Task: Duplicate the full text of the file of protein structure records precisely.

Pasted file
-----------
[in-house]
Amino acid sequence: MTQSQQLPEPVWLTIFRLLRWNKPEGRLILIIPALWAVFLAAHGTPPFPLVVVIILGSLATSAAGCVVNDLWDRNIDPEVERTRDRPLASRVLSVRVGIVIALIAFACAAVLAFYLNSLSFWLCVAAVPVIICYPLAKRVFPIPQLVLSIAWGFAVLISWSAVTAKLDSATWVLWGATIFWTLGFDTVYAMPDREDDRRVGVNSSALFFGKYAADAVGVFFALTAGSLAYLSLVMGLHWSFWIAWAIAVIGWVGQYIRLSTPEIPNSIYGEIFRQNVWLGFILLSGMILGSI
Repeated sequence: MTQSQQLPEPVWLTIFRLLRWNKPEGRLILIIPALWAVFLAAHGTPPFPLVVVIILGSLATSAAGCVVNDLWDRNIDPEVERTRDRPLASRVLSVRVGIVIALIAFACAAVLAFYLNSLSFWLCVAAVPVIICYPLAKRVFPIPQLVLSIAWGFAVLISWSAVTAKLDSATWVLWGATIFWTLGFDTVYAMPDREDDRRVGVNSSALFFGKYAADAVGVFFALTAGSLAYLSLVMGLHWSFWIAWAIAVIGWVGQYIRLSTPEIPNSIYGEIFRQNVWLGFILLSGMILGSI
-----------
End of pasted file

[in-house]
Amino acid sequence: MTQSQQLPEPVWLTIFRLLRWNKPEGRLILIIPALWAVFLAAHGTPPFPLVVVIILGSLATSAAGCVVNDLWDRNIDPEVERTRDRPLASRVLSVRVGIVIALIAFACAAVLAFYLNSLSFWLCVAAVPVIICYPLAKRVFPIPQLVLSIAWGFAVLISWSAVTAKLDSATWVLWGATIFWTLGFDTVYAMPDREDDRRVGVNSSALFFGKYAADAVGVFFALTAGSLAYLSLVMGLHWSFWIAWAIAVIGWVGQYIRLSTPEIPNSIYGEIFRQNVWLGFILLSGMILGSI
Repeated sequence: MTQSQQLPEPVWLTIFRLLRWNKPEGRLILIIPALWAVFLAAHGTPPFPLVVVIILGSLATSAAGCVVNDLWDRNIDPEVERTRDRPLASRVLSVRVGIVIALIAFACAAVLAFYLNSLSFWLCVAAVPVIICYPLAKRVFPIPQLVLSIAWGFAVLISWSAVTAKLDSATWVLWGATIFWTLGFDTVYAMPDREDDRRVGVNSSALFFGKYAADAVGVFFALTAGSLAYLSLVMGLHWSFWIAWAIAVIGWVGQYIRLSTPEIPNSIYGEIFRQNVWLGFILLSGMILGSI